The combination of the influence of bending of lower layers, thermal effects, and a wheel load cracking is called Mixed-Mode cracking. This Mixed-Mode cracking has been studied extensively in metals, rocks, and PCC (see Chapter 4), but the majority of the work in asphalt concrete has been only in Mode I fracture testing. The next section discusses the development of Mode I fracture testing in asphalt concrete. 1.3 Existing Mode I Fracture Testing in Asphalt Concrete Most of the literature dealing with asphalt concrete fracture has dealt with Mode I fracture. There are four main testing configurations developed to date are: the Single- Edge Notch Beam [SE(B)], the Semi-Circular Bend [SC(B)], the SUPERPAVE Indirect Tension Test fracture parameter, and the Disk-Shaped Compact Tension Test [DC(T)]. The development of these tests will be discussed in the following four sections. Each section has a summary table at the end for quick reference. 1.3.1 Single Edge Notch Beam [SE(B)] The first section will discuss research in asphalt concrete using the Single Edge Notch Beam [SE(B)] configuration. Figure 1.6 shows the general, 3-point bend testing setup for all SE(B) tests. Figure 1.6 - Single-Edge Notch Beam [SE(B)] Testing Configuration 6

The first research on the application of fracture mechanics concepts to asphalt mixtures (Moavenzadeh, 1967) was performed on a SE(B). Moavenzadeh explored the strain- energy release rate, which is shown in Equation 1.1 ° = E xS"xhx f^d^ E

dc aC =AxKn i-Kj , Equation 1.2 where dc/dN = rate of crack propagation A and n = material constants K = stress intensity factor. The stress field, Kc, in the vicinity of the crack tip is show in Equation 1.3 K*=a2nx(l-ju2)xhxf(cf/d) .Equation 1.3 where on - MJb X (d - cf M = bending moment = Pxl/4 P = load at fracture b = width of beam d = depth of beam c = notch length l = span \x = Poisson's ratio h = d- c f(cf/d) = function of the crack depth at failure (cf) to depth (d) ratio. Their analysis concluded that as the testing temperature increased (from -5°C to 25 °C), the influence of creep increased, which decreased the n value for a beam. However, if the creep effect was ignored, the constant n approximately equaled four, which was the value predicted by Paris' analysis. Many more studies over the following years investigated the fracture toughness of asphalt concrete using Linear Elastic Fracture Mechanics (LEFM). Ramsamooj et al. (1991) 8

tested 46 different mixtures at temperatures ranging from 16-35°C using Paris' Law. In order to simulate the underside of an asphalt concrete slab with vehicle loading at 50 km/hr they applied a stress rate of 6890 kPa/s. One of their major conclusions was the fatigue life of their three asphalt concrete mixtures could be predicted from simple fracture tests. Kim et al. (1997) investigated the fracture toughness of asphalt concrete from -5 to -30°C in 5°C steps. Fracture toughness was calculated using Equation 1.4 KIC = 1.14X an X Ja~X f(ac) Equation 1.4 where Kc = fracture toughness on=6xM/BxW M=(P + wS/2)x(S/4) B = thickness W = height P = maximum applied load w = weight per unit length of beam S = span ac = effective crack length f(ae) = function of effective crack length to beam height ratio. They used penetration grade 85-100 asphalt cement with granite and limestone aggregate. They found that toughness increased from -5 to -15°C and then decreased down to -30°C. They also indicated that granite showed a slightly better resistance to fracture than limestone. Mobasher et al. (1997) compared stress intensity factors and toughness, at -1 and -7°C, of conventional asphalt cement to asphalt cement with rubber (asphalt rubber). They found that they asphalt rubber mix has a lower modulus but a higher toughness than conventional asphalt cement. Hossain et al. (1999) also investigated the effect of rubber content on fracture energy. Fracture energy was calculated through Equation 1.5 9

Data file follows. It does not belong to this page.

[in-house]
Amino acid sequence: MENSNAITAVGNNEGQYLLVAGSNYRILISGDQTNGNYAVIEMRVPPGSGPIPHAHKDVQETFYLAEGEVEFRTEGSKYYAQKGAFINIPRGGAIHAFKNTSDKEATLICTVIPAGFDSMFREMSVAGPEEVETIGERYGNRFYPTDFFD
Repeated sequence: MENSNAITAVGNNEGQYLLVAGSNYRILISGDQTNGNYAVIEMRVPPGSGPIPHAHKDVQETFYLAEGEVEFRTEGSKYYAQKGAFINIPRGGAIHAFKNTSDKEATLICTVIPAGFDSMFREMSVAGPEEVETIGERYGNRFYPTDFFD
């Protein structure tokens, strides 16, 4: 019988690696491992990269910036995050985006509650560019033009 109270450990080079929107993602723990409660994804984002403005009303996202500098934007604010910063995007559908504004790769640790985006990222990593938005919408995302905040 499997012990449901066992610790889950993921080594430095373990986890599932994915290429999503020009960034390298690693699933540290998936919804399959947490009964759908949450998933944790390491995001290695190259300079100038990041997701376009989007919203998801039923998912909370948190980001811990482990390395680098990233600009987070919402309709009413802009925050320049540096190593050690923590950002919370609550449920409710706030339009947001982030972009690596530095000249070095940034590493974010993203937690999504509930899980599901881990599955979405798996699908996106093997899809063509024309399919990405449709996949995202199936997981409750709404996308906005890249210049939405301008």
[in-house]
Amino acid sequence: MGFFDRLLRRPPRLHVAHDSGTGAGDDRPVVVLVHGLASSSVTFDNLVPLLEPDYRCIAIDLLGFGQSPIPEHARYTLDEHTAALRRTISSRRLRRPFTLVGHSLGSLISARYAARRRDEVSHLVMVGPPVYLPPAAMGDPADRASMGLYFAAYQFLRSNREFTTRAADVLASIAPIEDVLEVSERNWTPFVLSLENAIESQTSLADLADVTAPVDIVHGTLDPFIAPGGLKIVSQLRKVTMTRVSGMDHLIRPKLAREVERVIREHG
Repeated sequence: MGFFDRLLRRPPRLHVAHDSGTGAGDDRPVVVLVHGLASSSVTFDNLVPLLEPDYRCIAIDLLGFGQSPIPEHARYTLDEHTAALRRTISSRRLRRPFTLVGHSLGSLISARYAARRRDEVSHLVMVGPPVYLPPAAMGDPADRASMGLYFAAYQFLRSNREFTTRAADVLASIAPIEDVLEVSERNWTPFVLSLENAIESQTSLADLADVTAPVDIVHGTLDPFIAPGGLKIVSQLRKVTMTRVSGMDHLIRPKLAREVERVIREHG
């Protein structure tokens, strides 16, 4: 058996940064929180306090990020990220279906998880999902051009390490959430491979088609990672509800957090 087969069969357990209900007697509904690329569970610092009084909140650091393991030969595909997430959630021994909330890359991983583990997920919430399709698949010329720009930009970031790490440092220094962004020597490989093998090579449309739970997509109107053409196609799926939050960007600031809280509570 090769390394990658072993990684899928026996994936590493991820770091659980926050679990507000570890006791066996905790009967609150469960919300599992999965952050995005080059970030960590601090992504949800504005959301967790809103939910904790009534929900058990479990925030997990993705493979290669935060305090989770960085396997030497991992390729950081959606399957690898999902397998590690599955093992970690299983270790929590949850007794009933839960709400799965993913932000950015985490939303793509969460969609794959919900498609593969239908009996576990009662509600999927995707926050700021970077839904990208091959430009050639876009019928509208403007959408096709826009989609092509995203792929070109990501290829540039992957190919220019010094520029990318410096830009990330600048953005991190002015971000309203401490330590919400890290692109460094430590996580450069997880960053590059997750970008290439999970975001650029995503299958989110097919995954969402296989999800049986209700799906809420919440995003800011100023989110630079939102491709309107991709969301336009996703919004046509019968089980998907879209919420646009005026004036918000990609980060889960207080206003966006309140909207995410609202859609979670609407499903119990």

r _W0+2xPwxS °> ~ /, \ Equation 1.5 (b-a)xt where GF = fracture energy Wo = area under load/displacement curve, not including self weight of beam Pw = equivalent load induced by self-weight of beam 8 - total deflection b = specimen height a = initial notch length t = thickness of specimen. Using three rubber contents (19,22,24%), three asphalt cement contents (6, 7.5,9%), and two temperatures (5,25°C), they found higher values of fracture energy from higher binder contents, irrespective of rubber content. Marasteanu et al. (2002) used ASTM E399, Linear-Elastic Plane-Strain Fracture Toughness Kic of Metallic Materials, to find the fracture toughness of asphalt concrete. Equation 1.6 was used for the three-point bend test K-i ~ ~ j^372~X f\a ) Equation 1.6 where Ki = fracture toughness F = load applied S = specimen span B = specimen thickness W = specimen width f(a) = function of specimen crack size and width. 10